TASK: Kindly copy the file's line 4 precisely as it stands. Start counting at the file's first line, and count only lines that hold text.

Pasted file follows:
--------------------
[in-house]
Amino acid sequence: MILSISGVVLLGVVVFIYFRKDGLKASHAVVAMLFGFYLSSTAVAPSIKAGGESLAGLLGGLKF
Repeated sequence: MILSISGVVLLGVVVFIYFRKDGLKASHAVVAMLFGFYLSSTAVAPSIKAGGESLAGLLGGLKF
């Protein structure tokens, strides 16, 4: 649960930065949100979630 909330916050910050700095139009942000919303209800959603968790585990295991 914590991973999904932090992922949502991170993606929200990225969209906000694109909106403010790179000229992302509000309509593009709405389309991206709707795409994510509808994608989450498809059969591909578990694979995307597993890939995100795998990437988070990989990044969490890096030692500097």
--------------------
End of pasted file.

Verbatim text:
């Protein structure tokens, strides 16, 4: 649960930065949100979630 909330916050910050700095139009942000919303209800959603968790585990295991 914590991973999904932090992922949502991170993606929200990225969209906000694109909106403010790179000229992302509000309509593009709405389309991206709707795409994510509808994608989450498809059969591909578990694979995307597993890939995100795998990437988070990989990044969490890096030692500097």